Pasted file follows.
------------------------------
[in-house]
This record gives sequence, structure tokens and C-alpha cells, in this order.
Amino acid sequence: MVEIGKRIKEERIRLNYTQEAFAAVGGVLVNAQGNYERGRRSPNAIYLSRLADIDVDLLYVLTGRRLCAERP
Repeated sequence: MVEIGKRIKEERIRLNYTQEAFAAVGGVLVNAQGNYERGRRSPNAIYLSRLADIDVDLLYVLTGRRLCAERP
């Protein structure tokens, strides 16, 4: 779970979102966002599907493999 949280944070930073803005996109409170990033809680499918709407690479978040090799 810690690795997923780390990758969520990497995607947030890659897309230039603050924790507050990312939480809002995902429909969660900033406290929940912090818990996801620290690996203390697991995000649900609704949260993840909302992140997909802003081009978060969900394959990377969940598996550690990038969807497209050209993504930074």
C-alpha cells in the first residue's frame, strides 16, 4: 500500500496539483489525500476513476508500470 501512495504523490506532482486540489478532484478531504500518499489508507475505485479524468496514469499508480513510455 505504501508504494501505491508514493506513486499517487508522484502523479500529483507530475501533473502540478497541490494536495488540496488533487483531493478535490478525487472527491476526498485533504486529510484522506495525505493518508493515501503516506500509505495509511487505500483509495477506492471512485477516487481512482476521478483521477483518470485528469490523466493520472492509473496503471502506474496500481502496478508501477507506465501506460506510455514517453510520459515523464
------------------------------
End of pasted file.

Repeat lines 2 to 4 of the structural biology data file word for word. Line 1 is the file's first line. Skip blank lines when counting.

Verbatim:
This record gives sequence, structure tokens and C-alpha cells, in this order.
Amino acid sequence: MVEIGKRIKEERIRLNYTQEAFAAVGGVLVNAQGNYERGRRSPNAIYLSRLADIDVDLLYVLTGRRLCAERP
Repeated sequence: MVEIGKRIKEERIRLNYTQEAFAAVGGVLVNAQGNYERGRRSPNAIYLSRLADIDVDLLYVLTGRRLCAERP